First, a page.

What should Russia do in such a situation?
1. Maintain and develop its defence potential, taking into account the latest global achievements in science and technology. This is a time-consuming and costly task. Many weapons systems do not allow for the resolution of current foreign policy tasks. But they guarantee that at a certain stage, Moscow will not witness the fate of Belgrade in 1999. Russia has the ability to asymmetrically contain the United States, even if the latter is superior.
2. Consistently build a state based on the rule of law, openness of society, and high management efficiency. It will be more difficult to shatter such a state from the outside, no matter how active propaganda, information warfare and intelligence operations are. Cleansing and excessive “verticalisation” will give the illusion of security. But, in reality, they will undermine it.
3. Maintain ties with the global economy, with the understanding that globalisation is shrinking under the influence of political competition from major powers. This means the need to diversify trade ties, and self-reliance in strategic industries.
In any event, these measures are of a purely defensive nature. Are offensive actions possible? Certainly. Moreover, they are unlikely to copy the American tasks. We can hardly beat Washington in absolute terms of power. The American political system has a large margin of safety, foiling attempts to try to undermine it using the same means that the Americans themselves use against their opponents. It will also be difficult for us to build viable global economic alternatives. What remains?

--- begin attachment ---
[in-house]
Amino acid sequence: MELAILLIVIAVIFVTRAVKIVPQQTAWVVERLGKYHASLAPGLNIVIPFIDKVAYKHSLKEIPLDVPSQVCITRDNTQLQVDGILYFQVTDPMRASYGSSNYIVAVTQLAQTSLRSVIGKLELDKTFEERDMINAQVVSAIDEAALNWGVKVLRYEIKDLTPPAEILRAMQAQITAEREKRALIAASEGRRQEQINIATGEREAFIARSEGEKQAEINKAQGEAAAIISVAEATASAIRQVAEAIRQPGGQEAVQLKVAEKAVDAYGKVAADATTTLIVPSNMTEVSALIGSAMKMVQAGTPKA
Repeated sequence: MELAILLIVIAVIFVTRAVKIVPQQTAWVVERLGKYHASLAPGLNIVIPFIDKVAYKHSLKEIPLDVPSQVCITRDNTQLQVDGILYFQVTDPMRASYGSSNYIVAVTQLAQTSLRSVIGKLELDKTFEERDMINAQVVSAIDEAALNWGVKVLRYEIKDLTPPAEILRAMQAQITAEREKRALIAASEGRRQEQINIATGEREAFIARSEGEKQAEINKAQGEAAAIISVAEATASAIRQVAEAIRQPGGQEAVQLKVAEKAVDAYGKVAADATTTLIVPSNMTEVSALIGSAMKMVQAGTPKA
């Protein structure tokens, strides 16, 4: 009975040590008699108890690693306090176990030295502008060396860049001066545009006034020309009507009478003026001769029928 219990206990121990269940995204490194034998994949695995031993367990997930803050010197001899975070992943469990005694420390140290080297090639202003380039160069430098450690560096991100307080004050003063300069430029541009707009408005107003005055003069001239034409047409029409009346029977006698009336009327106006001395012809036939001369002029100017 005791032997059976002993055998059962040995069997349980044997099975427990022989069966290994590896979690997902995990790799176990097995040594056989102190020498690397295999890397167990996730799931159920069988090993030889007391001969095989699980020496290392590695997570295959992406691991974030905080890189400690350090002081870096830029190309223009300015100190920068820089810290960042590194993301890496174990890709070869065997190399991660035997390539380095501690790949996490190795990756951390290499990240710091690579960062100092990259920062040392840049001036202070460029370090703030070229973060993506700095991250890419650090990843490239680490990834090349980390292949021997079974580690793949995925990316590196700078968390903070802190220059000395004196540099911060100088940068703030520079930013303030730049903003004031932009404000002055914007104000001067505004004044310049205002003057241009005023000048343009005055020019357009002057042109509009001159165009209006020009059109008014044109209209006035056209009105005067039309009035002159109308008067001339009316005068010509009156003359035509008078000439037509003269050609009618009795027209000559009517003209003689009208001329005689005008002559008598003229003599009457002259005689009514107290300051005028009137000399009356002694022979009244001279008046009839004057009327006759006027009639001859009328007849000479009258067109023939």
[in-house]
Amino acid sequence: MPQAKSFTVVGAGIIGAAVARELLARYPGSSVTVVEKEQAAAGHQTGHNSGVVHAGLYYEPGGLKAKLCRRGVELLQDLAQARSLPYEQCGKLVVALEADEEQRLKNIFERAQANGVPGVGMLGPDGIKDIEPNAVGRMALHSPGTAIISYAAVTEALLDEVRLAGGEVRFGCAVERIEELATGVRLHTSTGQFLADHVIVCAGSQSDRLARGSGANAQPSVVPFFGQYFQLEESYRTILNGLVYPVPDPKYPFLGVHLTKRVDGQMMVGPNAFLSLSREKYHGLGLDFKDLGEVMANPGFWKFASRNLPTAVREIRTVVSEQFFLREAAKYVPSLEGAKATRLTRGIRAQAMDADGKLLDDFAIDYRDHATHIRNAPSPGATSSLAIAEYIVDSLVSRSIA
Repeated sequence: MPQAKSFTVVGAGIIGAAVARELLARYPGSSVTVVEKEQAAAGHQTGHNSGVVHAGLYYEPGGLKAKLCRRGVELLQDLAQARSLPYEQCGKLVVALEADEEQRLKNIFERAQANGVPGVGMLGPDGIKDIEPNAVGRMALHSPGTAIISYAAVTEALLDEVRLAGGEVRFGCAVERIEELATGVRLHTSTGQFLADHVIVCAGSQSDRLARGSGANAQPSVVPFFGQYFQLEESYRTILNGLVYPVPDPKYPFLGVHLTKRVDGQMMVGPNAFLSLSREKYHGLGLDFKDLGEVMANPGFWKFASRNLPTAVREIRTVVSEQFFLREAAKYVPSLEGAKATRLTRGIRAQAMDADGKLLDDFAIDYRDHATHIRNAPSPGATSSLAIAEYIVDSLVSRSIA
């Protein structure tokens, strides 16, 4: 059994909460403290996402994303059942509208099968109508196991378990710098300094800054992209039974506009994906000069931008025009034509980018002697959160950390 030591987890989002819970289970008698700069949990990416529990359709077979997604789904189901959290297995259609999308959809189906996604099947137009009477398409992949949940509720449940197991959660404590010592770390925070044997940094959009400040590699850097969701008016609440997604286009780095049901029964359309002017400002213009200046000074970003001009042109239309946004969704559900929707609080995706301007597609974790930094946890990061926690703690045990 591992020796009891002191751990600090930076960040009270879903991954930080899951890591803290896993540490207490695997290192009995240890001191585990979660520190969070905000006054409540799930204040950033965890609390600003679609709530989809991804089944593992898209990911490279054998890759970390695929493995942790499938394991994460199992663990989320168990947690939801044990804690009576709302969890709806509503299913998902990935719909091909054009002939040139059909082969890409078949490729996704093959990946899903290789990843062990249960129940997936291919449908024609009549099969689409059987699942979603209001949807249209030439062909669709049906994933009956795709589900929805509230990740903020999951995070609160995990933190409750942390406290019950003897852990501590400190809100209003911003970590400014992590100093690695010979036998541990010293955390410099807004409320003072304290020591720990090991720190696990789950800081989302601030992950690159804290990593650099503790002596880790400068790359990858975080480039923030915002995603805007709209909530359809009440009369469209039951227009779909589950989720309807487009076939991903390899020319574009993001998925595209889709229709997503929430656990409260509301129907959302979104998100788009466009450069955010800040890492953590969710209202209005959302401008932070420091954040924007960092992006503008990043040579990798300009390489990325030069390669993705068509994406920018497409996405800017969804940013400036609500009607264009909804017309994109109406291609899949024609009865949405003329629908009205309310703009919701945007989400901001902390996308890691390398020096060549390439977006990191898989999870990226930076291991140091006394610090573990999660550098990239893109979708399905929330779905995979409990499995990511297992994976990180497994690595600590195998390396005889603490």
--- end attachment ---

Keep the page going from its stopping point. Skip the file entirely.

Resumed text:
First of all, Russia must play on the trends of changes in modern international relations. Among them are the rise of the PRC, the instability of anti-Chinese coalitions, competition between technological platforms, changes in ideological coordinates and values, etc. Furthermore — to carry out a targeted, but at the same time concentrated impact in the regions and functional areas in which Russia has gained experience and has a foundation for active policymaking. Finally, the attractiveness and competitiveness of the Russian model itself, its value system and the way of life are also important. Solving this problem necessitates that Russia recognise and rediscover its own identity. It will take time, patience and a lot of work, which cannot always be reduced to ceremonial events and PR stunts. But it is Russia’s identity which promises to offer dividends for years and decades to come.